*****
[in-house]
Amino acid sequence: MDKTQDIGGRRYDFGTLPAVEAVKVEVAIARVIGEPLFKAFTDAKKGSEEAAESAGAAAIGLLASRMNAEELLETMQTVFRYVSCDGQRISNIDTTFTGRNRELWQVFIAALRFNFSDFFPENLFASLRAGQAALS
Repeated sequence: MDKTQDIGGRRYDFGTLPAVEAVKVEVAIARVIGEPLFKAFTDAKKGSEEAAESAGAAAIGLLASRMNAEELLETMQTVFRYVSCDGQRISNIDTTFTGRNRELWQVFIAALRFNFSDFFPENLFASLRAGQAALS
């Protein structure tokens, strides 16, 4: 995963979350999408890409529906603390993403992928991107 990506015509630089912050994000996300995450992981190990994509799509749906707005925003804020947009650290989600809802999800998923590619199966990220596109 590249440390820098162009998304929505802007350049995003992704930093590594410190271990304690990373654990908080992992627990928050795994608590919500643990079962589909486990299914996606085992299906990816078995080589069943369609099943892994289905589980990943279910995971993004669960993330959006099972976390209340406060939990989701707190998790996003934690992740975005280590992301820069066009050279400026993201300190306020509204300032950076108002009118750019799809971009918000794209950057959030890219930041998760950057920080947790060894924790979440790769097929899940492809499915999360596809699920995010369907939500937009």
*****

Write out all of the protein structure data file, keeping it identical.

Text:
[in-house]
Amino acid sequence: MDKTQDIGGRRYDFGTLPAVEAVKVEVAIARVIGEPLFKAFTDAKKGSEEAAESAGAAAIGLLASRMNAEELLETMQTVFRYVSCDGQRISNIDTTFTGRNRELWQVFIAALRFNFSDFFPENLFASLRAGQAALS
Repeated sequence: MDKTQDIGGRRYDFGTLPAVEAVKVEVAIARVIGEPLFKAFTDAKKGSEEAAESAGAAAIGLLASRMNAEELLETMQTVFRYVSCDGQRISNIDTTFTGRNRELWQVFIAALRFNFSDFFPENLFASLRAGQAALS
């Protein structure tokens, strides 16, 4: 995963979350999408890409529906603390993403992928991107 990506015509630089912050994000996300995450992981190990994509799509749906707005925003804020947009650290989600809802999800998923590619199966990220596109 590249440390820098162009998304929505802007350049995003992704930093590594410190271990304690990373654990908080992992627990928050795994608590919500643990079962589909486990299914996606085992299906990816078995080589069943369609099943892994289905589980990943279910995971993004669960993330959006099972976390209340406060939990989701707190998790996003934690992740975005280590992301820069066009050279400026993201300190306020509204300032950076108002009118750019799809971009918000794209950057959030890219930041998760950057920080947790060894924790979440790769097929899940492809499915999360596809699920995010369907939500937009």